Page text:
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Control of microbial and enzymatic changes in intermediate moisture sun-dried figs by mild heating and hydrogen peroxide disinfection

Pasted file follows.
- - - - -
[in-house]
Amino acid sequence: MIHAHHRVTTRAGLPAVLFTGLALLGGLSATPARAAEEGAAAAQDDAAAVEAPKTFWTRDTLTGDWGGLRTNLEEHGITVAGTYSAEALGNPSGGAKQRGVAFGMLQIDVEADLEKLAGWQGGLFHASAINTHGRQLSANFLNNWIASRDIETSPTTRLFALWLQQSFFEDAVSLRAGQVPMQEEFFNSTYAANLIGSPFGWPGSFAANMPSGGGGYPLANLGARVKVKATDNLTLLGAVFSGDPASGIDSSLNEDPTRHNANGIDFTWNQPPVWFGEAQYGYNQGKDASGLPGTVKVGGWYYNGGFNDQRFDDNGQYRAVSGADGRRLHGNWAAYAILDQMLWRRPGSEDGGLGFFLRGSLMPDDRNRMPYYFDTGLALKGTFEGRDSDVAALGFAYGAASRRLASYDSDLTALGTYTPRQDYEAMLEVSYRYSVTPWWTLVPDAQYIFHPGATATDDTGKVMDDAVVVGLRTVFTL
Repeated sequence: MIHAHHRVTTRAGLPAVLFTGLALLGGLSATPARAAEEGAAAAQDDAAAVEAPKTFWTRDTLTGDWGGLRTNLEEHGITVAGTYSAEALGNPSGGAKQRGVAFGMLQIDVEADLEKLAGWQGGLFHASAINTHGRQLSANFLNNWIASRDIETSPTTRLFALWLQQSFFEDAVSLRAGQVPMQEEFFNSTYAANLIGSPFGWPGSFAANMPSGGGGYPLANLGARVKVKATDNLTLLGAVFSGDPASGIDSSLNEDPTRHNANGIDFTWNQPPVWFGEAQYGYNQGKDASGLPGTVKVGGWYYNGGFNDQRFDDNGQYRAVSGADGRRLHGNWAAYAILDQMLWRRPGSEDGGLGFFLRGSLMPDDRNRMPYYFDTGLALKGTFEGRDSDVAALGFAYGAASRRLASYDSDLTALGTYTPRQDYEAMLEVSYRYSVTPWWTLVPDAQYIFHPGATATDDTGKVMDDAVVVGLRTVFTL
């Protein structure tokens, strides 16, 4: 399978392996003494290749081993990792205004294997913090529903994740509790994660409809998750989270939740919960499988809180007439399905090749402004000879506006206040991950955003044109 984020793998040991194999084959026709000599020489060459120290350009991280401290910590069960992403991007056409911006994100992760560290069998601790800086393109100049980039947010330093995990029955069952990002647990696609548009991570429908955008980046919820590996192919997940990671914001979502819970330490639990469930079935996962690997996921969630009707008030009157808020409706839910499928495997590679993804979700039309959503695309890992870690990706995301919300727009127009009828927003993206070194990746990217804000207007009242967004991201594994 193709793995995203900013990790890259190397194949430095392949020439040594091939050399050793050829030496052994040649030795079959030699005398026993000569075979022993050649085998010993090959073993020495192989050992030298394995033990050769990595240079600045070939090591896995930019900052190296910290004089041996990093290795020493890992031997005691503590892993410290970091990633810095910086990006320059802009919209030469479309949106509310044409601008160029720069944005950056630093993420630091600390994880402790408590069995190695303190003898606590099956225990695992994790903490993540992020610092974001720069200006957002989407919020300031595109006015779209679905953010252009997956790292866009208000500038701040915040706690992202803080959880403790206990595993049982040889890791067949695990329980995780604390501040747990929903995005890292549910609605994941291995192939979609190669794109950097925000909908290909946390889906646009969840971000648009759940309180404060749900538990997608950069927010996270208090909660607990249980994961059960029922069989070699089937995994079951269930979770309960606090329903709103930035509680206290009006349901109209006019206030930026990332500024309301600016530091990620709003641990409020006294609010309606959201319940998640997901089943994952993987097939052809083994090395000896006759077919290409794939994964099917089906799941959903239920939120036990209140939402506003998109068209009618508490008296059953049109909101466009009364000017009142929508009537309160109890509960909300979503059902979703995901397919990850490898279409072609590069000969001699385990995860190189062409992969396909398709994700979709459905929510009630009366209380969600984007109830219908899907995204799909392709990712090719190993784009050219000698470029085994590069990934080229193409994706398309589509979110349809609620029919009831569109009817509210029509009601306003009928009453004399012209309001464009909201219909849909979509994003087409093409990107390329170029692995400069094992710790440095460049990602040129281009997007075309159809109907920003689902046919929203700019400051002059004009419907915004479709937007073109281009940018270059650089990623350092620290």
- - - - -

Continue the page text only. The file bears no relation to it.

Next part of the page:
During cold storage, the enzyme pectin methylesterase (PME) caused softening and lossof desired gummy texture in rehydrated intermediate moisture (IM) sun-dried figs. Heat inactivation studies indicated that the purified PME can be inactivated rapidly at 80 o and 90 oC. However, at or below 70 oC the enzyme showed activation by heating and inactivated very slowly. The in-situ activation of PME occurred much more extensively when sun-dried figs were rehydrated between 70o and 90 oC to produce IM figs with approximately 30 % moisture and this prevented the effective inactivation of enzyme even by rehydrations conducted at 80 o and 90 oC. The partial reduction of PME enzyme activity (almost 30 %) by rehydration of figs at 80 oC for 16 min may be used to delay undesirable textural changes in cold stored IM figs for 3 months. However, for longer storage periods hot reyhdration alone is not sufficient to prevent softening. No considerable yeast and mold growth was detected in IM figs cold stored 3-3.5 months.However, in some samples rehydrated in water at 80 oC, the total mesophilic aerobic counts and total yeast and mold counts showed a considerable increase when storage time exceeded 3-3.5 months. The rehydration of IM figs in 2.5 % H2O2 for 16 min at 80 oC reduced the total mesophilic aerobic microbial count of figs almost 90 %. Due to bleaching caused by H2O2, the brown fig color turned to a desirable and stable yellowlight brown as well. However, during cold storage the O2 gas released due to the decomposition of H2O2 by in situ fig catalase, accumulated within figs and caused some physical defects. Also, the residual level of H2O2 in the homogenates of disinfected figs was too much (300 ppm) and it seemed unlikely to eliminate this amount of H2O2 by physical or chemical means during processing. Pureeing IM figs eliminated residual H2O2 very rapidly. The application of rehydration first in 2.5 % H2O2 solution at 80 oC for 4 or 8 min and then in hot water at the same temperature for 12 or 8 min, respectively, also reduced the amount of residual H2O2 in IM figs considerably.Besides, these two-stage rehydration procedures eliminated the physical defects occurred in IM figs due to O2 gas release and gave firmer IM figs. To reduce the initial microbial load of IM figs, 4 and 8 min disinfections conducted in H2O2 solutions were less effective than 16 min disinfection in H2O2 solution. However, both 4 and 8 min disinfections effectively suppressed microbial load for at least 3.5 months and they may be used in the production of SO2 free light colored fig products.